What the load-balancing mechanism does is to balance loads of traffic on the existing network layers and enhance the utilization of available resources [8]. With regard to the volume of traffic between memory-core and intercore communication, it seems logical that the number of packets streamed across the cores is higher than the memory traffic. This means that the data from one processing node to another similar one flowed more frequently than the request of reaching memory blocks [1]. This is the reason why congestion is supposed to be seen in the processing layer while the interposer layer does hardly face congestion, if not at all. In order to recognize whether the load-balancing method should be utilized or not, the volume of the coherence traffic at the top layer is supposed to size up. Some methods have been proposed to achieve the congestion information which may be categorized into two different groups: buffer-aware and latency-aware. In the former method, according to the filling capacity of each neighbor router, the information of congestion may be detected, which is not globally reliable because of the locality [12]. So, the buffer-aware strategy is not appropriate in 2.5D NoC. In a study proposed by Chen et al. [8], known as a dynamic latency-aware load balancing (DLL), the latency of congestion packets may be properly recorded. This is mainly because this information is tracked by the clock in every router until it arrives at the destination nodes. We use the DLL congestion detection method to recognize when the load-balancing mechanism should be used according to the congestion data; this strategy is designed based on latency-aware architecture.

In the load-balancing method, after detecting congestion in the upper layer, it is possible to send some packets randomly to the interposer layer so as to move and reach their destinations. Actually, they use the interposer layer as an alternative way to escape from the heavy workload they are confronted with at the top layer. As mentioned earlier, the interposer layer is targeted to use for core-to-memory traffic, so by sending the core-to-core traffic to the lower layer, these two types of packets are susceptible to interfere. In this paper, we aim to propose a way in which the load-balancing mechanism does not result in conflict. This happens due to the separation of traffics by utilizing virtual channels and multiple links.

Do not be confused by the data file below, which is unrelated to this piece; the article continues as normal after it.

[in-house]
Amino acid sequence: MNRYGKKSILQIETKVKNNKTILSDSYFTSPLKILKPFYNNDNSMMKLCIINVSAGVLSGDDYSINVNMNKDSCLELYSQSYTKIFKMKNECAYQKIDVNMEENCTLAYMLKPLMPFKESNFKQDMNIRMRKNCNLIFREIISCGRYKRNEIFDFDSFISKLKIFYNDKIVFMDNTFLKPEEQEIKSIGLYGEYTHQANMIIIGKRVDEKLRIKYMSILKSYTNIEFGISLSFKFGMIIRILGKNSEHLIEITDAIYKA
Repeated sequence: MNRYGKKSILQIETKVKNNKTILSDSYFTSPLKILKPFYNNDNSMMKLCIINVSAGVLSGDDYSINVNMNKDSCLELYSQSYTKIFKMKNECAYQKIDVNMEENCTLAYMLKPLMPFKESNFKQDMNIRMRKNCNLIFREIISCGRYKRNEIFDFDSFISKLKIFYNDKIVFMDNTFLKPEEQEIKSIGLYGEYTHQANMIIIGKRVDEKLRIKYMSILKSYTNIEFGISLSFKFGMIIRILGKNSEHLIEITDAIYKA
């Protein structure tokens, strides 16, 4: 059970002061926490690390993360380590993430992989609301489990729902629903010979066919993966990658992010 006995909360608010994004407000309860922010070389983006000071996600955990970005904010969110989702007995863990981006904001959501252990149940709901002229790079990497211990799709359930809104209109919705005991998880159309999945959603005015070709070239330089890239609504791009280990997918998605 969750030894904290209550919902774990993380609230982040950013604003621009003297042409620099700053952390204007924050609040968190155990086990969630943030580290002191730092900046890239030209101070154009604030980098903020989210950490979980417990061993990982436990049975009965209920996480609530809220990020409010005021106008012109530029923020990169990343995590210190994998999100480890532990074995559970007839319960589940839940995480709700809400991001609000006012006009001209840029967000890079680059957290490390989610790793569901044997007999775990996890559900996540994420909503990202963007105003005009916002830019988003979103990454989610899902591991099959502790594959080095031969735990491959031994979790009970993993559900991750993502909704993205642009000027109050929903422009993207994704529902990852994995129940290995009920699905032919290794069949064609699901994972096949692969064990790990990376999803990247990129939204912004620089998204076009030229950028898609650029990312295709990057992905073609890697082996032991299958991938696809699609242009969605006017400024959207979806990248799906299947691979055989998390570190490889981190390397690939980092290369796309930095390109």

First, we want to explain that the communication between the different components is managed differently in our work. Core-to-core communication is different from core-memory communication. Communication between core-to-core occurs via routers. The router is provided with an entry in the form of a kernel message or whatever adjacent components. The router is partitioned into two layers, i.e., the packet layer and the circuit layer. By the type and the size of the data to be transferred via the routers, the router layer is used. A packet-switched NoC is used to transfer small amounts of data and in a synchronized communication, whereas to transfer data transfers such as multimedia and big data applications, the circuit-switched router (NoC) is used, which is flexible and configures all combinatorial cable connections, resulting in less latency and better energy efficiency. The core-memory communication is done via the memory pipeline access ports dedicated by a wired connection. All memory is shared and accessible by pipeline from all cores within clusters.